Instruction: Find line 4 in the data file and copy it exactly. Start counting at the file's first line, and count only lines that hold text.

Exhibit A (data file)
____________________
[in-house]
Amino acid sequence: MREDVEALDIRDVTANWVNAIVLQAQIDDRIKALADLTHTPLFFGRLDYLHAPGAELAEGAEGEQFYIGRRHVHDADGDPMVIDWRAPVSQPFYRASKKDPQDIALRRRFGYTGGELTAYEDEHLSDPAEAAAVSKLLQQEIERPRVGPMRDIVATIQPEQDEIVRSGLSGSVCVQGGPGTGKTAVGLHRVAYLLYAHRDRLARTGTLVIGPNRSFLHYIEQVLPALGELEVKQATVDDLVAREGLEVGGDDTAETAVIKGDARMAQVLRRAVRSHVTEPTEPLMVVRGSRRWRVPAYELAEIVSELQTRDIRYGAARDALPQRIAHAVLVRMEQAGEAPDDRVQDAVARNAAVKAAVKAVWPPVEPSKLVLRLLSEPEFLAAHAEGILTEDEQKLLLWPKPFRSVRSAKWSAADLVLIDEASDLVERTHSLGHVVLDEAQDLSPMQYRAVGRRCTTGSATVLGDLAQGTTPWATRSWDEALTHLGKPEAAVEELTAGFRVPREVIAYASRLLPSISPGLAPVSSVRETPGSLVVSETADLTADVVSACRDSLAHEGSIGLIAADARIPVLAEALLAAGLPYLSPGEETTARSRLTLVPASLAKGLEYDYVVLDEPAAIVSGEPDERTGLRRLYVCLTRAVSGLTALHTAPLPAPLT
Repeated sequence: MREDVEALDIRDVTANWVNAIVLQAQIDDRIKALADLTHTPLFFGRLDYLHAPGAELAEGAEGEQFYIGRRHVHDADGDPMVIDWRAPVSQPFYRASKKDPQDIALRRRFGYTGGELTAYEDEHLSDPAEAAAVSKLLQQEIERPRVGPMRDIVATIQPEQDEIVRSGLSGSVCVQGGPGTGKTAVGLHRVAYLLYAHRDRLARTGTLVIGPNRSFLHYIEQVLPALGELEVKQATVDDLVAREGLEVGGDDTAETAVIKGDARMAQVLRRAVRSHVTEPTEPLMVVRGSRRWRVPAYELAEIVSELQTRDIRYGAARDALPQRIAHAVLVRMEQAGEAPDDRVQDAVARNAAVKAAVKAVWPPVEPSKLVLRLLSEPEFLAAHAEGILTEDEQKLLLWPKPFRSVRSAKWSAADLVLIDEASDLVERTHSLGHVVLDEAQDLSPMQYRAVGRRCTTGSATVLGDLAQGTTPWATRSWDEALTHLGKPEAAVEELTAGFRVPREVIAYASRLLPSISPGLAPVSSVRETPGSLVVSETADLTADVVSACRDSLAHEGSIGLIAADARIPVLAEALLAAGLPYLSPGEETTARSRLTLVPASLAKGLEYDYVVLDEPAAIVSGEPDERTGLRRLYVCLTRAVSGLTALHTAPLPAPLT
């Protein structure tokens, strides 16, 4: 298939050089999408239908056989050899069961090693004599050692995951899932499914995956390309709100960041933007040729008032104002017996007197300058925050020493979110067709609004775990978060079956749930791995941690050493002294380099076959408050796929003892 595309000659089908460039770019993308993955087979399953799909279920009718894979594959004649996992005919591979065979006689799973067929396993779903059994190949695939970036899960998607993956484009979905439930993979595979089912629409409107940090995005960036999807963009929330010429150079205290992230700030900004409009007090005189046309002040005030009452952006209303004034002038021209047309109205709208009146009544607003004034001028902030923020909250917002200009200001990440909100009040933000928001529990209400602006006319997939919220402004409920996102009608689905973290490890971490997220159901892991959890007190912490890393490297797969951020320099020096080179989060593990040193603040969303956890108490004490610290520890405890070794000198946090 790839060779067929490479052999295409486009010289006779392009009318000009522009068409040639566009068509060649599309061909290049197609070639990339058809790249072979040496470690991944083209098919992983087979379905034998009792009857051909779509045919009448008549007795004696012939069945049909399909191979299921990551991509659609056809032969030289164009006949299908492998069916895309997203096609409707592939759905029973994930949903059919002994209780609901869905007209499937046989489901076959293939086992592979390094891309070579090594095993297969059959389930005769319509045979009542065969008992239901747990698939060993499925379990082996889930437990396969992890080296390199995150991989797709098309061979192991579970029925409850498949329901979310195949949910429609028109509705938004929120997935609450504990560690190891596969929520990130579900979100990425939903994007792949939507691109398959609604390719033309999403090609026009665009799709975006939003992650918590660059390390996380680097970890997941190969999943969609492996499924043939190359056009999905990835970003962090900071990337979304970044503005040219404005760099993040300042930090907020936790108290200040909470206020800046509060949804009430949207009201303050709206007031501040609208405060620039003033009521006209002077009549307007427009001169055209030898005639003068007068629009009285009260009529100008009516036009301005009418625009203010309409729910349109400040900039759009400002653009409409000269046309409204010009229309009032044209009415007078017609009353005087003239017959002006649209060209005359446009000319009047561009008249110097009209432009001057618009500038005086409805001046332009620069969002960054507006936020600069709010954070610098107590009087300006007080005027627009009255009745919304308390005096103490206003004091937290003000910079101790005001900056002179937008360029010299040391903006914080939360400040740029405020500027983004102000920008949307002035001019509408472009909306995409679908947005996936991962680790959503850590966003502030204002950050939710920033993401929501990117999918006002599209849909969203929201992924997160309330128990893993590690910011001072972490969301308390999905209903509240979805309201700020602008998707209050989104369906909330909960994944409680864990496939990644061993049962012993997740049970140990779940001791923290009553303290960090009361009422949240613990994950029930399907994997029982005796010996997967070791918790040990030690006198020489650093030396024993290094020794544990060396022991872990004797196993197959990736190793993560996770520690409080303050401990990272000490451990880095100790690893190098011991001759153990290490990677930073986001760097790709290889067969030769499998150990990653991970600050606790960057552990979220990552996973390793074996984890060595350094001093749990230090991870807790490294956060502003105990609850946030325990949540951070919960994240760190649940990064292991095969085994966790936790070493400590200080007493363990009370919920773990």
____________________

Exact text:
């Protein structure tokens, strides 16, 4: 298939050089999408239908056989050899069961090693004599050692995951899932499914995956390309709100960041933007040729008032104002017996007197300058925050020493979110067709609004775990978060079956749930791995941690050493002294380099076959408050796929003892 595309000659089908460039770019993308993955087979399953799909279920009718894979594959004649996992005919591979065979006689799973067929396993779903059994190949695939970036899960998607993956484009979905439930993979595979089912629409409107940090995005960036999807963009929330010429150079205290992230700030900004409009007090005189046309002040005030009452952006209303004034002038021209047309109205709208009146009544607003004034001028902030923020909250917002200009200001990440909100009040933000928001529990209400602006006319997939919220402004409920996102009608689905973290490890971490997220159901892991959890007190912490890393490297797969951020320099020096080179989060593990040193603040969303956890108490004490610290520890405890070794000198946090 790839060779067929490479052999295409486009010289006779392009009318000009522009068409040639566009068509060649599309061909290049197609070639990339058809790249072979040496470690991944083209098919992983087979379905034998009792009857051909779509045919009448008549007795004696012939069945049909399909191979299921990551991509659609056809032969030289164009006949299908492998069916895309997203096609409707592939759905029973994930949903059919002994209780609901869905007209499937046989489901076959293939086992592979390094891309070579090594095993297969059959389930005769319509045979009542065969008992239901747990698939060993499925379990082996889930437990396969992890080296390199995150991989797709098309061979192991579970029925409850498949329901979310195949949910429609028109509705938004929120997935609450504990560690190891596969929520990130579900979100990425939903994007792949939507691109398959609604390719033309999403090609026009665009799709975006939003992650918590660059390390996380680097970890997941190969999943969609492996499924043939190359056009999905990835970003962090900071990337979304970044503005040219404005760099993040300042930090907020936790108290200040909470206020800046509060949804009430949207009201303050709206007031501040609208405060620039003033009521006209002077009549307007427009001169055209030898005639003068007068629009009285009260009529100008009516036009301005009418625009203010309409729910349109400040900039759009400002653009409409000269046309409204010009229309009032044209009415007078017609009353005087003239017959002006649209060209005359446009000319009047561009008249110097009209432009001057618009500038005086409805001046332009620069969002960054507006936020600069709010954070610098107590009087300006007080005027627009009255009745919304308390005096103490206003004091937290003000910079101790005001900056002179937008360029010299040391903006914080939360400040740029405020500027983004102000920008949307002035001019509408472009909306995409679908947005996936991962680790959503850590966003502030204002950050939710920033993401929501990117999918006002599209849909969203929201992924997160309330128990893993590690910011001072972490969301308390999905209903509240979805309201700020602008998707209050989104369906909330909960994944409680864990496939990644061993049962012993997740049970140990779940001791923290009553303290960090009361009422949240613990994950029930399907994997029982005796010996997967070791918790040990030690006198020489650093030396024993290094020794544990060396022991872990004797196993197959990736190793993560996770520690409080303050401990990272000490451990880095100790690893190098011991001759153990290490990677930073986001760097790709290889067969030769499998150990990653991970600050606790960057552990979220990552996973390793074996984890060595350094001093749990230090991870807790490294956060502003105990609850946030325990949540951070919960994240760190649940990064292991095969085994966790936790070493400590200080007493363990009370919920773990």